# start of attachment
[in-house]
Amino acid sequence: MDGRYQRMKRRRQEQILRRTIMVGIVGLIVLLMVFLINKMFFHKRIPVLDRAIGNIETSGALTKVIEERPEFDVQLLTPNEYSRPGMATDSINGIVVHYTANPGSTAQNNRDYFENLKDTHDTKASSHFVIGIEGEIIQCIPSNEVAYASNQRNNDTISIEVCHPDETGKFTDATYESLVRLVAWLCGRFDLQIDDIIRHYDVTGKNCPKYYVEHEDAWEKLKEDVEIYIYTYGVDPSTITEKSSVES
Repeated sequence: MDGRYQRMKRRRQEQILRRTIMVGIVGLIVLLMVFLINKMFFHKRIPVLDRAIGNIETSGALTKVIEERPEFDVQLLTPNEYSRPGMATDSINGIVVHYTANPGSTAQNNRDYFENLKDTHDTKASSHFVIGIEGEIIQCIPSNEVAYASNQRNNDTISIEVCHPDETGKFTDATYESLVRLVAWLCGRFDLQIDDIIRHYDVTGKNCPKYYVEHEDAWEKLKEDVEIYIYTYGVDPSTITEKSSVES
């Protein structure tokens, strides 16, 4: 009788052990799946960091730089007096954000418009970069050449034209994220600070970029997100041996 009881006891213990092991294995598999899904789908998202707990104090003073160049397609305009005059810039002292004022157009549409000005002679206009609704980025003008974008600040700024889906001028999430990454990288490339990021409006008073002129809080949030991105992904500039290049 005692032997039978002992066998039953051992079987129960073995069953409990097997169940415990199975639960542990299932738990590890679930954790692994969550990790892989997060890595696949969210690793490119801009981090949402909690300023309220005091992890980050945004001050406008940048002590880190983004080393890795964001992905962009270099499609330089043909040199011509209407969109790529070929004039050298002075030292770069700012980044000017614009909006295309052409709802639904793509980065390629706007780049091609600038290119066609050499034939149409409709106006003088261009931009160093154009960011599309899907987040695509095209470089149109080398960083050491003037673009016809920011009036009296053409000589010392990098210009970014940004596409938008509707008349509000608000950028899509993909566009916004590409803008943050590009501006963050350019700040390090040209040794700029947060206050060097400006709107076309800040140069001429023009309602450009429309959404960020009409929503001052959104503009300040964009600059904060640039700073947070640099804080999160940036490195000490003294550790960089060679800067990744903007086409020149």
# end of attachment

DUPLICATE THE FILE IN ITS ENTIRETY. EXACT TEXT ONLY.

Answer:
[in-house]
Amino acid sequence: MDGRYQRMKRRRQEQILRRTIMVGIVGLIVLLMVFLINKMFFHKRIPVLDRAIGNIETSGALTKVIEERPEFDVQLLTPNEYSRPGMATDSINGIVVHYTANPGSTAQNNRDYFENLKDTHDTKASSHFVIGIEGEIIQCIPSNEVAYASNQRNNDTISIEVCHPDETGKFTDATYESLVRLVAWLCGRFDLQIDDIIRHYDVTGKNCPKYYVEHEDAWEKLKEDVEIYIYTYGVDPSTITEKSSVES
Repeated sequence: MDGRYQRMKRRRQEQILRRTIMVGIVGLIVLLMVFLINKMFFHKRIPVLDRAIGNIETSGALTKVIEERPEFDVQLLTPNEYSRPGMATDSINGIVVHYTANPGSTAQNNRDYFENLKDTHDTKASSHFVIGIEGEIIQCIPSNEVAYASNQRNNDTISIEVCHPDETGKFTDATYESLVRLVAWLCGRFDLQIDDIIRHYDVTGKNCPKYYVEHEDAWEKLKEDVEIYIYTYGVDPSTITEKSSVES
């Protein structure tokens, strides 16, 4: 009788052990799946960091730089007096954000418009970069050449034209994220600070970029997100041996 009881006891213990092991294995598999899904789908998202707990104090003073160049397609305009005059810039002292004022157009549409000005002679206009609704980025003008974008600040700024889906001028999430990454990288490339990021409006008073002129809080949030991105992904500039290049 005692032997039978002992066998039953051992079987129960073995069953409990097997169940415990199975639960542990299932738990590890679930954790692994969550990790892989997060890595696949969210690793490119801009981090949402909690300023309220005091992890980050945004001050406008940048002590880190983004080393890795964001992905962009270099499609330089043909040199011509209407969109790529070929004039050298002075030292770069700012980044000017614009909006295309052409709802639904793509980065390629706007780049091609600038290119066609050499034939149409409709106006003088261009931009160093154009960011599309899907987040695509095209470089149109080398960083050491003037673009016809920011009036009296053409000589010392990098210009970014940004596409938008509707008349509000608000950028899509993909566009916004590409803008943050590009501006963050350019700040390090040209040794700029947060206050060097400006709107076309800040140069001429023009309602450009429309959404960020009409929503001052959104503009300040964009600059904060640039700073947070640099804080999160940036490195000490003294550790960089060679800067990744903007086409020149």